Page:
Mentally ill women face increased risk of sexual assault
Despite public concern about violence being perpetrated by patients with mental illness, researchers have found that women with severe mental illness are more likely to face sexual assault and domestic violence.
London: Despite public concern about violence being perpetrated by patients with mental illness, researchers have found that women with severe mental illness are more likely to face sexual assault and domestic violence.
Women are up to five times more likely than the general population to be victims of sexual assault and two to three times more likely to suffer domestic violence, the findings showed.
The Britain-based study found that 40 percent of women surveyed with severe mental illness had suffered rape or attempted rape in adulthood, of whom 53 percent had attempted suicide as a result.
"The number of rape victims among women with severe mental illness is staggering," said lead author Hind Khalifeh from the University College London in Britain.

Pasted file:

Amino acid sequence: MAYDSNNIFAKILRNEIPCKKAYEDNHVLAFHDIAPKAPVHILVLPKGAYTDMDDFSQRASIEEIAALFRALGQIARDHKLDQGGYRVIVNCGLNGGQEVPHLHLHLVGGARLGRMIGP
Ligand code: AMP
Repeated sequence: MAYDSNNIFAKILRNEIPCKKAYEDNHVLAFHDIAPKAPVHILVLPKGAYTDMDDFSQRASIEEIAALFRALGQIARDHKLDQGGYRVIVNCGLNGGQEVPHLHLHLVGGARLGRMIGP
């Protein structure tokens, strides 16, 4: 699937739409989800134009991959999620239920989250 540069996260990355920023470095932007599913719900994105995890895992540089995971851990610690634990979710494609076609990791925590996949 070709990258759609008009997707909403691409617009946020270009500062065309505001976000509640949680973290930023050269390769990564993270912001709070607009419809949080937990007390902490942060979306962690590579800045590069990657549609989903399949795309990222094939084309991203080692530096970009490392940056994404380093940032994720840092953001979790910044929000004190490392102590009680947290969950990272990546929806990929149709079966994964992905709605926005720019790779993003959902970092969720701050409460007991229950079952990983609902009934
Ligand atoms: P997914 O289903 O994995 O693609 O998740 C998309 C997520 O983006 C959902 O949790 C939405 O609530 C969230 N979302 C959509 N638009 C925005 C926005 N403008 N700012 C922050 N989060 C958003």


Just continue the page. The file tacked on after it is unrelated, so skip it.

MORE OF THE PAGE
The findings are based on a survey of 303 randomly recruited psychiatric out-patients who had been in contact with community services for a year or more, 60 percent of whom had a diagnosis of schizophrenia.
They were interviewed using the British Crime Survey questionnaire for domestic and sexual violence, and their responses were compared to those from 22,606 respondents of the 2011-12 national crime survey.
The results were adjusted for a wide range of socio-economic factors including age, ethnicity and marital status.
"This study highlights that patients with severe mental illness are at substantially increased risk of being a victim of domestic and sexual violence," said senior author Louise Howard, a professor at King's College London in Britain.
The study appeared in the journal Psychological Medicine.